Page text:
Based on Elmore Leonard’s novel The Switch, comes the dark caper-comedy Life of Crime starring Jennifer Aniston (We’re the Millers, The Good Girl), Tim Robbins (The Shawshank Redemption, Thanks for Sharing) and John Hawkes (The Sessions, Winter’s Bone).
Set in the 1970s, Mickey Dawson (Aniston) is unhappily married to a rich, abusive, crooked real-estate developer, Frank (Robbins). When Mickey is kidnapped by a couple of common criminals, Louis and Ordell (John Hawkes and yasiin bey, formerly known as Mos Def) hoping to get a $1 million ransom, Frank couldn’t care less. He’s in the Bahamas living it up with his girlfriend and has no intention of paying the ransom, which sets off a train of circumstances that nobody, including the audience, will see coming.
Jennifer Aniston and John Hawkes spoke with the press about their new movie, which opens on Friday, August 29th, for the Labor Day weekend.
Can you talk a little about your characters in this?
Jennifer: Mickey is what many housewives were in the 70s. She doesn’t have much of a voice. She married young and became imprisoned in this marriage with an angry, alcoholic scoundrel.
She’s trapped. And in some odd way, this horrible situation helps her to find her voice and her freedom, something she thought she could only dream of.
John: I think Louis has spent about a quarter of this life in one joint or another. That creates a certain kind of person. But I feel like Louis’ last experiences in prison probably had the words ‘good behavior’ attached. He has mellowed a little bit.
One thing that Mickey sees in Louis is that he’s free. She has never had that and a guy who says and does what he wants intrigues her a little bit as well.
Mickey and Louis have some terrific scenes near the end of the film when the masks come off and they begin to relate to each other.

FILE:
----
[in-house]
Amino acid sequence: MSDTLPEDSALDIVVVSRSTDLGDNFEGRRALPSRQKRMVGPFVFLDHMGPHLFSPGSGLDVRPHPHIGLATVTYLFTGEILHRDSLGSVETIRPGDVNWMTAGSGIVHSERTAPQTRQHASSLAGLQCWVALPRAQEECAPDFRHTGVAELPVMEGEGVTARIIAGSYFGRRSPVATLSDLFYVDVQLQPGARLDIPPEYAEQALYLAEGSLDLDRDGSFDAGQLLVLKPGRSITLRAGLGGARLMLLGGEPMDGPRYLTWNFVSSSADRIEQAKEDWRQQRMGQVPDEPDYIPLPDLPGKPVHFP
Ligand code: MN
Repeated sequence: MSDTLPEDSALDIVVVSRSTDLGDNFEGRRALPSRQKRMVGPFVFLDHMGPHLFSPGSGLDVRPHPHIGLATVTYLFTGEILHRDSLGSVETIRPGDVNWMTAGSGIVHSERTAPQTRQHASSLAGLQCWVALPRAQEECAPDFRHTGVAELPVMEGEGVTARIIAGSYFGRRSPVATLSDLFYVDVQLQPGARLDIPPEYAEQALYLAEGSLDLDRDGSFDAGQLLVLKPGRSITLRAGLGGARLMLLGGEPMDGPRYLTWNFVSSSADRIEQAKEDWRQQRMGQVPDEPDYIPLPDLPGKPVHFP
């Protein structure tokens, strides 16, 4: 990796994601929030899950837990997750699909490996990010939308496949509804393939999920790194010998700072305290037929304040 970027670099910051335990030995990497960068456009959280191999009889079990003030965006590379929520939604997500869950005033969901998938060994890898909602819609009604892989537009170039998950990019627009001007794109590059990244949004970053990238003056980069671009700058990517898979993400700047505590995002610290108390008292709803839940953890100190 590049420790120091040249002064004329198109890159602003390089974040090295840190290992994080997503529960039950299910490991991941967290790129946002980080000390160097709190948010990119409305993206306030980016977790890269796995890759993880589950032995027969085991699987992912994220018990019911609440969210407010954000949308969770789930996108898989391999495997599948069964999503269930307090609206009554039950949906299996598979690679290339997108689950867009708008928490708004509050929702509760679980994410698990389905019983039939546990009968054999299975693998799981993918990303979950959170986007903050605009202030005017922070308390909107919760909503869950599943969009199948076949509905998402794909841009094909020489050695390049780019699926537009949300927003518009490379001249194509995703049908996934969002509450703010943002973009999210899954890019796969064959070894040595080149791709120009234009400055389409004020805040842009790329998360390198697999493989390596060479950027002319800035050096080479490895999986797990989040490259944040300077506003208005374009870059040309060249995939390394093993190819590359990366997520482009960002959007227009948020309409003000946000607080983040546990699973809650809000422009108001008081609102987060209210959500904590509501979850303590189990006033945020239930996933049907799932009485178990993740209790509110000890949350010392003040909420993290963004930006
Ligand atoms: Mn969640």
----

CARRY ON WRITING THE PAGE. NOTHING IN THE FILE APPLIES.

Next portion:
Jennifer, you’re an executive producer on this too, so this work must have really appealed to you.
Jennifer: I’ve always loved Elmore Leonard. I hadn’t read The Switch, I was already in a movie called The Switch.
I read the book and I love how he writes, his characters are so interesting and detailed and his bad guys aren’t the brightest, but yet they somehow always make it happen in the most charming [way]. They are actually loveable.
I also thought that Mickey’s character had such a beautiful arc and a powerful one, and to write that for a woman in the ’70s was pretty awesome. So the whole package was really exciting for me.
John, as Jennifer says, you are one of the most loveable criminals onscreen in a long time. How did you find the balance between being tough and vulnerable?
John: I didn’t want to come on screen and for the audience to say, ‘There’s a cuddly bad guy. I think it’s important for the story for us to worry about Mickey as well, that Louis needed to be a guy who was vulnerable but you do have some darkness and a bit of a rough side to him early on.
It was a great challenge to try to lay the character out in pieces and have it add up to something that made sense.
In the movie you wear a mask with tape over your eyes through a lot of it, what was that like? And you are roughed up a bit, how did you prepare for that?
Jennifer: I didn’t prepare, I just let them hurt me. That’s the best way to get a real reaction it turns out!
The ski mask was great. To try to convey emotion when everything that usually does it is covered up was kind of fun for me.
The chemistry between you is great. Did that happen naturally or did you have to work on it?
Jennifer: I don’t think you can force it or create it, I think we got along instantly when we met and I think we’re both interested actors. [We were] interested in the story and that very subtle, odd love story that unfolds, which we both thought was really interesting.
John: From my end, it’s like the script saying the character is charismatic.
There is no way to really play that. I think, as Jennifer said, [we’re] interested actors. And a lot of admiration helped as well. It makes it easier when someone is open and game to work.
Jennifer: I think you are better when you are working opposite a really fine actor. It somehow makes you look better.
John: You are only as good as the people around you, truly. We were lucky.